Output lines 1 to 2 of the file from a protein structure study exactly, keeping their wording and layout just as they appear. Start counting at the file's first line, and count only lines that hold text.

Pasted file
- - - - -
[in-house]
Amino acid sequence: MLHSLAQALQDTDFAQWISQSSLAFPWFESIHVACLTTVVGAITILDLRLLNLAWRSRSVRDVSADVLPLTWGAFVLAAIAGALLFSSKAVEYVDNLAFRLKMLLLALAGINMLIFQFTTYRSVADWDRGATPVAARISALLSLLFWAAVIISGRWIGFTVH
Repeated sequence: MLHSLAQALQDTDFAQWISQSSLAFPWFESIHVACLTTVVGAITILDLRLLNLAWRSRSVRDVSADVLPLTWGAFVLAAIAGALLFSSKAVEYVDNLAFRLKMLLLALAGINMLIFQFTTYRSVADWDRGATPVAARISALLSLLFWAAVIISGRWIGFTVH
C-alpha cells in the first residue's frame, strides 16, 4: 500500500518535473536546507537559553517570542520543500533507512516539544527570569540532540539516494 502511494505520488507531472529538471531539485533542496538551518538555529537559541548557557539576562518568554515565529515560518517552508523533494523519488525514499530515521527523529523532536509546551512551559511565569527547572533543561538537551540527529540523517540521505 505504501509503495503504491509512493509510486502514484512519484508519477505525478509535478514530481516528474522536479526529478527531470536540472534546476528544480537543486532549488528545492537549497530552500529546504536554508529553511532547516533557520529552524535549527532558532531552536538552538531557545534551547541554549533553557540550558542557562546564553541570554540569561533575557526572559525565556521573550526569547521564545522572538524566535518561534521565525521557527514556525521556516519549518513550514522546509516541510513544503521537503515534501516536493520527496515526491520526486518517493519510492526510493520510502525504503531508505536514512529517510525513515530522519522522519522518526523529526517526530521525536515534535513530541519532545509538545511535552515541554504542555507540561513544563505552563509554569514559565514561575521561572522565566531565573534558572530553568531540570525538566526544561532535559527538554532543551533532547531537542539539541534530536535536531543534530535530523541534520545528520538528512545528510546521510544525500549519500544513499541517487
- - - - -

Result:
[in-house]
Amino acid sequence: MLHSLAQALQDTDFAQWISQSSLAFPWFESIHVACLTTVVGAITILDLRLLNLAWRSRSVRDVSADVLPLTWGAFVLAAIAGALLFSSKAVEYVDNLAFRLKMLLLALAGINMLIFQFTTYRSVADWDRGATPVAARISALLSLLFWAAVIISGRWIGFTVH